Gas pricing in the news

Last week, both The Australian newspaper and the industry journal Platts Coal Trader International led reports of a reversal in Australian energy sector trends. The Age has also joined the chorus with an article  yesterday.

The message:

With increasing prices for natural gas driven by demand from Asia, coupled with a very competitive thermal coal market, Queensland generator Stanwell Corp. have elected to restart their previously mothballed coal fired Tarong generating unit, while withdrawing from service its gas fired Swanbank E unit.

The economic drivers are clear.

Stanwell advised they will be able to create significant financial benefits by providing lower marginal cost electricity from their Tarong plant, while selling their gas allocations from the curtailed Swanbank E unit.

Essentially, it’s more profitable to export the gas than use it for electricity generation here.

As the domestic electricity market sits, the margin on coal-based electricity generation outperforms its gas-based counterpart.

This is a double lift for Stanwell, delivering higher margin on both businesses.

This is not an isolated event. In the article in The Australian newspaper, it noted that this trend of coal fired generation returning to service and displacing other generating means is gaining momentum in such advanced economies as Germany. It noted “Germany is shifting back to more coal-fired electricity generation, reopening some of its dirtiest brown-coal mines that have been closed since reunification, despite having spearheaded Europe’s push into renewable energy.”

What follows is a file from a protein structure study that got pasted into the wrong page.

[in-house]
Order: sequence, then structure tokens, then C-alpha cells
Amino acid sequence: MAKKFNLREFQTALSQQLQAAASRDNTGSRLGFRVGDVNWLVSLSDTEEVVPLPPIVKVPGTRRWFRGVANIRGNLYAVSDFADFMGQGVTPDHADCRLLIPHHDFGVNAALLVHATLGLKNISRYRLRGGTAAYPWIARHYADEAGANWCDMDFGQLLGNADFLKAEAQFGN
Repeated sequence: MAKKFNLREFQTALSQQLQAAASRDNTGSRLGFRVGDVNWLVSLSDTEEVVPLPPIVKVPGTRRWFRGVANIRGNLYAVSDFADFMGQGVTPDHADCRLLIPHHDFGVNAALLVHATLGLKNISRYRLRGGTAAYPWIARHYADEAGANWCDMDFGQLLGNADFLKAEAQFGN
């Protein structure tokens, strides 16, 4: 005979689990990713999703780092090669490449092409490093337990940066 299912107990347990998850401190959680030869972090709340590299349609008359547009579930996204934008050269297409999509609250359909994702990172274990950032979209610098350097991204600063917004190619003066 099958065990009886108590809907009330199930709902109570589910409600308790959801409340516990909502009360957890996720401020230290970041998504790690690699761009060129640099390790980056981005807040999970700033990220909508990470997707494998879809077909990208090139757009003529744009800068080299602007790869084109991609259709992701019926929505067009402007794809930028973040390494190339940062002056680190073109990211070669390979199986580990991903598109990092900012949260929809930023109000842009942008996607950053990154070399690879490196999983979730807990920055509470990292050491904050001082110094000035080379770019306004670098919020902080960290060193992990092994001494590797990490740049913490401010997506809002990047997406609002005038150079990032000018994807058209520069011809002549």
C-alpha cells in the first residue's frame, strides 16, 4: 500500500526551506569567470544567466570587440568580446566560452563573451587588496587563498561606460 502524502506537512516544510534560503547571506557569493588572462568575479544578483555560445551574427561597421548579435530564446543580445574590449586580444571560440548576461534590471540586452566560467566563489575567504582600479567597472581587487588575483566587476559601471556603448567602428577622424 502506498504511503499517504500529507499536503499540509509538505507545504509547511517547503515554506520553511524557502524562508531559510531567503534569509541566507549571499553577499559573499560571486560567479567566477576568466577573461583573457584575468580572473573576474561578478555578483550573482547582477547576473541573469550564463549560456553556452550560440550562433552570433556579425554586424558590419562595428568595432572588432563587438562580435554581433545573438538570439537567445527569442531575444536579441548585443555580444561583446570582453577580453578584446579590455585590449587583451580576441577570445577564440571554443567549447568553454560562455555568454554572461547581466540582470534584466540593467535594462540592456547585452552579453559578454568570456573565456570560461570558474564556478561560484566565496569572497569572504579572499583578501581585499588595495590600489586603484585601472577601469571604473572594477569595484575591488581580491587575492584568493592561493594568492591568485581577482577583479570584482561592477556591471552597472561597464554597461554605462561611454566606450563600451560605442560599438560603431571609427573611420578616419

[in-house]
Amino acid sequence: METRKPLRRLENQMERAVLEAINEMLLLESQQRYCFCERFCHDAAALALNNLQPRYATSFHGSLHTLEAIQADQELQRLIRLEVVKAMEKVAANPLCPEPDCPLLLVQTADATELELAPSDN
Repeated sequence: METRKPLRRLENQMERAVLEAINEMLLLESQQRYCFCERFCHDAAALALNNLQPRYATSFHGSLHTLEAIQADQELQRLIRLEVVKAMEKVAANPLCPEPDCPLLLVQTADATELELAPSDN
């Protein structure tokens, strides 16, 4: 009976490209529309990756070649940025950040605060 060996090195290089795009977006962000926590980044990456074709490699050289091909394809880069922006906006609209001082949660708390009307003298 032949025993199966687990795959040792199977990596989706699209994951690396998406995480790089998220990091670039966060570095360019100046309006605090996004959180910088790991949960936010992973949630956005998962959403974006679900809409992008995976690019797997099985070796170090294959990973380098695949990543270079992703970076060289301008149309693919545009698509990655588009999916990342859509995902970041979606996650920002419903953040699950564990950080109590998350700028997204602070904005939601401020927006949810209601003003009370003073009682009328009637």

While these trends signal increasing focus on the economic cost of electricity generation, thankfully it does not appear to mean a return to the carefree attitudes of decades past with respect to CO2 emissions. To the contrary, it signals that the energy market is becoming more flexible, with a focus on not only cost, but a balanced approach covering both cost and emissions intensity.

ECT view this growing maturity as an opportunity for Coldry technology deployment in those advanced economies, which ECT are preparing to approach as we advance our demonstration program in India.

Opportunities for advanced lignite utilisation become increasingly viable in light of an increased gas price.

In this context, Coldry can act as the ideal gateway technology, a cost-effective enabler of downstream upgrading processes that can see the likes of Victoria’s world-class lignite resource used to underpin economic security, energy security and climate security.

Lignite can be cost effectively gasified if dried efficiently using the Coldry process, providing an alternative to natural gas for the longterm energy security in markets with lignite reserves.

The diagram below illustrates the typical upgrade path for lignite and the opportunities for Coldry.

Lignite upgrading routes